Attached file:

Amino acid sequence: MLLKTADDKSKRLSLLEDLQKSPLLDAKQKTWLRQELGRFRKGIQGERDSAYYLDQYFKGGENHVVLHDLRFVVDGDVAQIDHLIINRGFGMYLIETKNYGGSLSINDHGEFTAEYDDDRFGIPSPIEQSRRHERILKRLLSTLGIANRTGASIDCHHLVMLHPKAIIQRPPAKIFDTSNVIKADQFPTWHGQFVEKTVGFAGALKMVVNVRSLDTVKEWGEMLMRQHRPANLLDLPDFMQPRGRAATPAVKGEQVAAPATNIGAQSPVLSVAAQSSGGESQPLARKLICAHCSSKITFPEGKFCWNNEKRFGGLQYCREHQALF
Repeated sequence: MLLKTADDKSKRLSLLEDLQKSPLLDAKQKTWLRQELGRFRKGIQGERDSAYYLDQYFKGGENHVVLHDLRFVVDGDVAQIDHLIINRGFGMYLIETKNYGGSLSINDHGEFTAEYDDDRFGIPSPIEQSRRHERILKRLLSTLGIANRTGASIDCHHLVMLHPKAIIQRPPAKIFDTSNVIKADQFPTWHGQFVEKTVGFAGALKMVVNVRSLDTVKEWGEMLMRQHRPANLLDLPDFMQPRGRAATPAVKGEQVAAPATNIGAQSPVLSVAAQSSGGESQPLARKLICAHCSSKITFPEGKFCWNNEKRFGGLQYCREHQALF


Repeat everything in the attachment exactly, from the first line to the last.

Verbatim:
Amino acid sequence: MLLKTADDKSKRLSLLEDLQKSPLLDAKQKTWLRQELGRFRKGIQGERDSAYYLDQYFKGGENHVVLHDLRFVVDGDVAQIDHLIINRGFGMYLIETKNYGGSLSINDHGEFTAEYDDDRFGIPSPIEQSRRHERILKRLLSTLGIANRTGASIDCHHLVMLHPKAIIQRPPAKIFDTSNVIKADQFPTWHGQFVEKTVGFAGALKMVVNVRSLDTVKEWGEMLMRQHRPANLLDLPDFMQPRGRAATPAVKGEQVAAPATNIGAQSPVLSVAAQSSGGESQPLARKLICAHCSSKITFPEGKFCWNNEKRFGGLQYCREHQALF
Repeated sequence: MLLKTADDKSKRLSLLEDLQKSPLLDAKQKTWLRQELGRFRKGIQGERDSAYYLDQYFKGGENHVVLHDLRFVVDGDVAQIDHLIINRGFGMYLIETKNYGGSLSINDHGEFTAEYDDDRFGIPSPIEQSRRHERILKRLLSTLGIANRTGASIDCHHLVMLHPKAIIQRPPAKIFDTSNVIKADQFPTWHGQFVEKTVGFAGALKMVVNVRSLDTVKEWGEMLMRQHRPANLLDLPDFMQPRGRAATPAVKGEQVAAPATNIGAQSPVLSVAAQSSGGESQPLARKLICAHCSSKITFPEGKFCWNNEKRFGGLQYCREHQALF